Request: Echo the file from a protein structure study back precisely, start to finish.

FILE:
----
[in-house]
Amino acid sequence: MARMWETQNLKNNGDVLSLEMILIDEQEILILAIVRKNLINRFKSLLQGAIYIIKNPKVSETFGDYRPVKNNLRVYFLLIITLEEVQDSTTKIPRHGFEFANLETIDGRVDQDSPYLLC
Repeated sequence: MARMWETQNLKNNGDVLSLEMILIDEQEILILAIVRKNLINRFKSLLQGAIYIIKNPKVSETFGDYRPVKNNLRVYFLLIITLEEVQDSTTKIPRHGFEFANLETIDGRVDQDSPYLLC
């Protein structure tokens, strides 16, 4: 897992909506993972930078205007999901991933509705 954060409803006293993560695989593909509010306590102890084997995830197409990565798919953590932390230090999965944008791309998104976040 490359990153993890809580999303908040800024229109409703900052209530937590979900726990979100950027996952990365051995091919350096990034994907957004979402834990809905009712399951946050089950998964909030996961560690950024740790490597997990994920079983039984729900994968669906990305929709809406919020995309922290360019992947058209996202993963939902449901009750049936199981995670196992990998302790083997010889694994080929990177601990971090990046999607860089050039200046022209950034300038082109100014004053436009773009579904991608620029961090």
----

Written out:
[in-house]
Amino acid sequence: MARMWETQNLKNNGDVLSLEMILIDEQEILILAIVRKNLINRFKSLLQGAIYIIKNPKVSETFGDYRPVKNNLRVYFLLIITLEEVQDSTTKIPRHGFEFANLETIDGRVDQDSPYLLC
Repeated sequence: MARMWETQNLKNNGDVLSLEMILIDEQEILILAIVRKNLINRFKSLLQGAIYIIKNPKVSETFGDYRPVKNNLRVYFLLIITLEEVQDSTTKIPRHGFEFANLETIDGRVDQDSPYLLC
């Protein structure tokens, strides 16, 4: 897992909506993972930078205007999901991933509705 954060409803006293993560695989593909509010306590102890084997995830197409990565798919953590932390230090999965944008791309998104976040 490359990153993890809580999303908040800024229109409703900052209530937590979900726990979100950027996952990365051995091919350096990034994907957004979402834990809905009712399951946050089950998964909030996961560690950024740790490597997990994920079983039984729900994968669906990305929709809406919020995309922290360019992947058209996202993963939902449901009750049936199981995670196992990998302790083997010889694994080929990177601990971090990046999607860089050039200046022209950034300038082109100014004053436009773009579904991608620029961090």